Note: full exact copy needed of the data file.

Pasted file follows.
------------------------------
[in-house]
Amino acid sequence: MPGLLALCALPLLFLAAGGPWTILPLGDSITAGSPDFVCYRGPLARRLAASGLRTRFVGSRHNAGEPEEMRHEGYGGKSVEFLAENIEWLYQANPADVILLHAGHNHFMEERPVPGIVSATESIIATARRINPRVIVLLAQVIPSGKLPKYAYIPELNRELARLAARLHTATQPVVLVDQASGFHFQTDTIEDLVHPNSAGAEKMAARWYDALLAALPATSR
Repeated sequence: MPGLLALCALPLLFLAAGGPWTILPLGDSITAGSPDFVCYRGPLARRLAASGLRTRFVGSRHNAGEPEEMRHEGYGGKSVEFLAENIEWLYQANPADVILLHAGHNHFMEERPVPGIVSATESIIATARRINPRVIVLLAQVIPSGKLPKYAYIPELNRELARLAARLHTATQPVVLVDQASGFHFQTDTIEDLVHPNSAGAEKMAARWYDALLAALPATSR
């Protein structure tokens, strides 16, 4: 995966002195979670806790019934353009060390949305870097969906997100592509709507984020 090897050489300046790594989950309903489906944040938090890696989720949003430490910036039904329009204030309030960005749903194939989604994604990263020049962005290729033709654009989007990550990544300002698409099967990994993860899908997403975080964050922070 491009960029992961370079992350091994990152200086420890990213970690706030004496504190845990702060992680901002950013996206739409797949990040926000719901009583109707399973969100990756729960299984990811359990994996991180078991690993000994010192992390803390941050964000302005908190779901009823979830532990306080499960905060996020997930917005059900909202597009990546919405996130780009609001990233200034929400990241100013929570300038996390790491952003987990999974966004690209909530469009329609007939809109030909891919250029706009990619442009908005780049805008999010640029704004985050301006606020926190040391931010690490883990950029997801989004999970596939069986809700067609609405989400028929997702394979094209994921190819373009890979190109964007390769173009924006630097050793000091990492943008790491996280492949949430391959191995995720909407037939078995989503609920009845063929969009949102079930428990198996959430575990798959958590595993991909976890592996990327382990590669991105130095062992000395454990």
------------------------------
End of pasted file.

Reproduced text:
[in-house]
Amino acid sequence: MPGLLALCALPLLFLAAGGPWTILPLGDSITAGSPDFVCYRGPLARRLAASGLRTRFVGSRHNAGEPEEMRHEGYGGKSVEFLAENIEWLYQANPADVILLHAGHNHFMEERPVPGIVSATESIIATARRINPRVIVLLAQVIPSGKLPKYAYIPELNRELARLAARLHTATQPVVLVDQASGFHFQTDTIEDLVHPNSAGAEKMAARWYDALLAALPATSR
Repeated sequence: MPGLLALCALPLLFLAAGGPWTILPLGDSITAGSPDFVCYRGPLARRLAASGLRTRFVGSRHNAGEPEEMRHEGYGGKSVEFLAENIEWLYQANPADVILLHAGHNHFMEERPVPGIVSATESIIATARRINPRVIVLLAQVIPSGKLPKYAYIPELNRELARLAARLHTATQPVVLVDQASGFHFQTDTIEDLVHPNSAGAEKMAARWYDALLAALPATSR
């Protein structure tokens, strides 16, 4: 995966002195979670806790019934353009060390949305870097969906997100592509709507984020 090897050489300046790594989950309903489906944040938090890696989720949003430490910036039904329009204030309030960005749903194939989604994604990263020049962005290729033709654009989007990550990544300002698409099967990994993860899908997403975080964050922070 491009960029992961370079992350091994990152200086420890990213970690706030004496504190845990702060992680901002950013996206739409797949990040926000719901009583109707399973969100990756729960299984990811359990994996991180078991690993000994010192992390803390941050964000302005908190779901009823979830532990306080499960905060996020997930917005059900909202597009990546919405996130780009609001990233200034929400990241100013929570300038996390790491952003987990999974966004690209909530469009329609007939809109030909891919250029706009990619442009908005780049805008999010640029704004985050301006606020926190040391931010690490883990950029997801989004999970596939069986809700067609609405989400028929997702394979094209994921190819373009890979190109964007390769173009924006630097050793000091990492943008790491996280492949949430391959191995995720909407037939078995989503609920009845063929969009949102079930428990198996959430575990798959958590595993991909976890592996990327382990590669991105130095062992000395454990």